13 Lessons I Learned in 2013

Earlier this year, along with thousands of others, I chose one word to represent my goals, aspirations, and hopes for this year. The One Word movement aims to reduce the stress and inevitable guilt we feel in creating and then quickly forgetting our New Years resolutions. Forget the long list of aspirational and often unrealistic goals, and simply choose one word. For 2013, I felt called to choose a somewhat peculiar word: thrive

As I explained on my old (and now defunct) blog, my perspective on my one word was about flourishing, growing, and developing vigorously. But it was also about overcoming a survival mentality and learning to excel in any circumstances. I didn't want to just survive, scraping by in the day-to-day; I wanted to really thrive. For most of 2013, my one word felt like a sick joke of sorts, a taunt of what I had hoped the year would be like as we faced challenges and setbacks. But deep beneath the surface, the plates were shifting ever so slightly to erupt uproariously at the end of the year. After 11 months of Advent-like darkness, I can finally see brightness of Christmastime illuminating my next steps and the hard lessons I learned this year.

Here are 13 mini lessons I learned in 2013, all of which prepared me to thrive, although it certainly didn't feel that way most of the time.

1. Be thankful. 

I am convinced that a key to shifting my experiences of both challenges and celebrations this year was a grateful attitude. While I still struggle daily with thankfulness, I'm more aware of how counting my blessings regularly is important to feeling like I'm thriving rather than just surviving. There's a reason why Ann Voskamp and her 1000 Gifts book was on the New York Times best sellers list for over a year. 

2. Stop asking for permission.

I once shared with a mentor how I was interested in learning about global supply chain issues, especially as they pertain to human rights and brands, but that I wasn't sure if I was ready to pursue a graduate program focusing on this. She simply asked me why I needed to wait to be in a formal program to start learning on my own. In that moment, I vowed to stop asking for permission for things that didn't require others' approval.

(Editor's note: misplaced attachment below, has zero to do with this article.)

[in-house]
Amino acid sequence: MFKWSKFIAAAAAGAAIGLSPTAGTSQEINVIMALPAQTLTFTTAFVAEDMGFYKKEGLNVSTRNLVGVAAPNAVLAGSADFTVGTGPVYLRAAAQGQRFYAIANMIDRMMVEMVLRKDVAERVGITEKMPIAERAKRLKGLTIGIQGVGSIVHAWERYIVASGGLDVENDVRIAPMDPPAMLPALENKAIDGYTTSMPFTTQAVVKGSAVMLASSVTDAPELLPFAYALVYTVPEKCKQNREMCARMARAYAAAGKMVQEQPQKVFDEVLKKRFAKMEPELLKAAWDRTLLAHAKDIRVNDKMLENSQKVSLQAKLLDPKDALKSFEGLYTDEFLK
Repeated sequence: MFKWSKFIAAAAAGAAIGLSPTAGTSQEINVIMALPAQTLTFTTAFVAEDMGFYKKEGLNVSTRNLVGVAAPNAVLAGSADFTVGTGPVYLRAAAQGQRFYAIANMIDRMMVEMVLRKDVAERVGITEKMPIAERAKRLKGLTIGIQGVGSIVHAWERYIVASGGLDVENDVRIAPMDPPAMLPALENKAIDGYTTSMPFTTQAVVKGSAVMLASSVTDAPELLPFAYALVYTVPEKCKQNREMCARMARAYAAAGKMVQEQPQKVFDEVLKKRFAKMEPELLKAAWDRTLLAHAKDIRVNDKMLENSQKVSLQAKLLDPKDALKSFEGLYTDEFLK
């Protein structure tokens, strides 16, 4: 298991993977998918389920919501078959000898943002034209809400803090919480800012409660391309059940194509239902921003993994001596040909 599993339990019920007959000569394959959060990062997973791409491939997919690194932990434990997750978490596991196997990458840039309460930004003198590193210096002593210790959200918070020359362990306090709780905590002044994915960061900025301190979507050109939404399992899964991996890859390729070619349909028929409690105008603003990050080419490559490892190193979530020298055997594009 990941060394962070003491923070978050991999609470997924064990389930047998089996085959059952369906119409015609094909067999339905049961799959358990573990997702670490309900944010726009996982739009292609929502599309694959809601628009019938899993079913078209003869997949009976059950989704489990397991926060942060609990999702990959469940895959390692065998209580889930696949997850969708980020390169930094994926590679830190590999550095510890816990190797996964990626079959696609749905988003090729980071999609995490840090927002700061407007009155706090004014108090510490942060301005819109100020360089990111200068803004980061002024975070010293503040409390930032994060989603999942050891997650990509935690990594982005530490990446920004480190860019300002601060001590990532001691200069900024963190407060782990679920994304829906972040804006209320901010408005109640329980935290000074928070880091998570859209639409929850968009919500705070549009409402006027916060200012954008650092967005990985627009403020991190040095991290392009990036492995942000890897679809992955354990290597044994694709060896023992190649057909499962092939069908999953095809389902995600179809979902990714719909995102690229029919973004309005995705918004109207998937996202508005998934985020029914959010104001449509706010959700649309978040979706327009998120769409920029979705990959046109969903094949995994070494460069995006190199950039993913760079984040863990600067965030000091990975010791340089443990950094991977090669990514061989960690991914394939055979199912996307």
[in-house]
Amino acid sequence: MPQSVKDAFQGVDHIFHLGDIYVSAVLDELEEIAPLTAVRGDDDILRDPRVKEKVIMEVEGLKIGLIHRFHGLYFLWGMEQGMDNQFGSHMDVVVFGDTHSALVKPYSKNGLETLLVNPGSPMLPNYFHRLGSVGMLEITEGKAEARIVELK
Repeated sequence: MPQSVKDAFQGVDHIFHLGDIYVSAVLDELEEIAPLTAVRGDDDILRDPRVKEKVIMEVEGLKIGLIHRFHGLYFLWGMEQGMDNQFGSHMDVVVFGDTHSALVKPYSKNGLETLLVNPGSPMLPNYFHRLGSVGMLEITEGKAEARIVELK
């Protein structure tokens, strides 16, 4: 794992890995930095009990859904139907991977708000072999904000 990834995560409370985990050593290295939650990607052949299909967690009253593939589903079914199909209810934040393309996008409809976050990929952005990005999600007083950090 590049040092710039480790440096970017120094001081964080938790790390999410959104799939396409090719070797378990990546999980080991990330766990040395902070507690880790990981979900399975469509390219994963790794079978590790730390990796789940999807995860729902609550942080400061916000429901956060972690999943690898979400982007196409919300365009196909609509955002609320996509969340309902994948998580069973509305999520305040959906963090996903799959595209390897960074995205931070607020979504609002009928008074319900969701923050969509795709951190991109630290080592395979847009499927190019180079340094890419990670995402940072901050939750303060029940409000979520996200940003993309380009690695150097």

3. Give more than you get on social media.

Social media is a minefield of self promotion, quality updates, and unnecessary drama. As I navigated my own social media presence, I sought to emulate those who give more than they take by sharing others' content, encouraging those with smaller platforms, and generally being hospitable virtually. 

4. Extend grace to others and yourself.

I'm the type of perfectionist who scoffs at those who proudly call themselves "recovering perfectionists." As an INTJ, I strive to continually improve my skills and experiences. It's not that nothing is ever good enough, but rather that I know that it can always be even better. Yet this year taught me the hard way that sometimes, you just need to give one another (and yourself) some slack. 

5. Be honest about your goals. 

A few months ago I stopped blogging at the personal blog I'd invested in for about two years. In that time, I spent countless hours and expended way too much mental energy strategizing about how to build my readership, gain access to new writing groups and opportunities, and deal with the latest uproar in the blogosphere. But as I took steps back throughout the year to honestly evaluate these goals, it became increasingly apparent how the path that I was on was not only unsustainable (since most bloggers don't really make money off of blogging), but also wasn't really a true goal of mine. I didn't want to be a Christian blogger-turned-author, like so many of my dear friends. I didn't even want to be a Christian feminist-blogger-turned-author. Being honest about these goals made it easier to accept that and move on.